Mexico has a government organization, Aserca, which among its activities has the function of acting as intermediary between Mexican smallholders and processors and the U.S. futures markets, in particular for the purchase of options. In the initial years, it also subsidized part of the option costs.
In the beginning (Aserca was set up in 1994 as a tool to facilitate liberalization of the agricultural sector), the program was targeted at the cotton and maize sectors, but in 1999, coffee was added (but without any subsidies for option premiums). So far, uptake by coffee producers has been small. One important reason for this has been that while there are many producers, they tend to be poorly organized, and overall levels of education are low.
Coffee is Nicaragua’s major cash crop, most of it produced by some 30,000 smallholders. The country was one of the coffee producers targeted by the International Task Force on Commodity Risk Management, and one where a pilot transaction was successfully implemented. The initial transaction, signed in October 2002, involved the direct purchase of put options by a group of some 250 farmers just before the harvest to cover their price exposure during the sales period later in the crop year. This made it possible for farmers to avoid having to sell immediately following harvest time. Instead, they were able to time their sales better throughout the crop year. The options were over-the-counter, provided by a Swiss coffee trading company.
Early efforts to bring price risk management to coffee producers in Tanzania and Uganda had little sustained success. A regional bank, the Eastern and Southern African Trade and Development Bank (PTA Bank) started a “Price Guarantee Contract Facility” in 1994, under which it built price risk management into its coffee and cotton trade finance operations (which mostly focused on the post-harvest phase and were structured around warehouse receipts). Many seminars were held in eight of its member countries, and a number of exporters and processors signed up, as did one or two farmers’ cooperatives. But the price guarantee program faded away in the second half of the 1990s.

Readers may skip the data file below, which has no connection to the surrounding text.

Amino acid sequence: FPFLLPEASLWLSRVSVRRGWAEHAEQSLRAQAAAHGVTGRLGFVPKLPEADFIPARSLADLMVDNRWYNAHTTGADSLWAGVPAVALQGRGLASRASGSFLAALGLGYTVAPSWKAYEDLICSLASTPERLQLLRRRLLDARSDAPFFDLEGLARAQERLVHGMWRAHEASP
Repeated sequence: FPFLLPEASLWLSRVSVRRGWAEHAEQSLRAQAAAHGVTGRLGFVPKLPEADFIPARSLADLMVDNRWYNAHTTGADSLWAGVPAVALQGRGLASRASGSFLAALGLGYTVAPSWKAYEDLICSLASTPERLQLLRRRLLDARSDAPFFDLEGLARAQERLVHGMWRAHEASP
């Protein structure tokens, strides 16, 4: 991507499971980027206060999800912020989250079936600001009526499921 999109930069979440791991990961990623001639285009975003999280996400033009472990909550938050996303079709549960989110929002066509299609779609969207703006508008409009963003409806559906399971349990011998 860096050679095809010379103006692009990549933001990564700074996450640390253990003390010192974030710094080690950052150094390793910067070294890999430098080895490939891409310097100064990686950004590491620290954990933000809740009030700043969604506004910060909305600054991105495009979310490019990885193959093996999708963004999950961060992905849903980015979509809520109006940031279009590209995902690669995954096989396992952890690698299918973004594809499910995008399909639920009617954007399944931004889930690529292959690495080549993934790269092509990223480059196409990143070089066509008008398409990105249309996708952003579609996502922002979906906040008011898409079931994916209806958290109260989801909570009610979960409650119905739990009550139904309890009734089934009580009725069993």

As one of the pilot projects initiated by the International Task Force on Commodity Risk Management, the country’s largest cooperative, the Kilimanjaro Native Cooperative Union (KNCU), with several thousand members, was assisted in 2000-2002 in developing a price risk management program. As a result, in 2002 it bought put options for 700 tons of coffee. These were average price options, provided by a Dutch bank through a local bank, the Cooperative Rural Development Bank (CRDB). This allowed the cooperative to maintain its practice of guaranteeing a minimum price to its farmers and make subsequent payments if prices turned out to be higher after harvest. The minimum price guaranteed by the cooperative to its members turned out to be higher than the price the cooperative realized when it sold all its coffee. This led to the decision of the cooperative to hedge for the following crop year. In addition, the local bank that was financing the cooperative strongly encouraged the cooperative to seek price protection for its 2002–2003 crop.
But KNCU did not hedge its exposure in all the following years. Changes in the management of the cooperative did play a role, as did an opportunistic approach—cooperative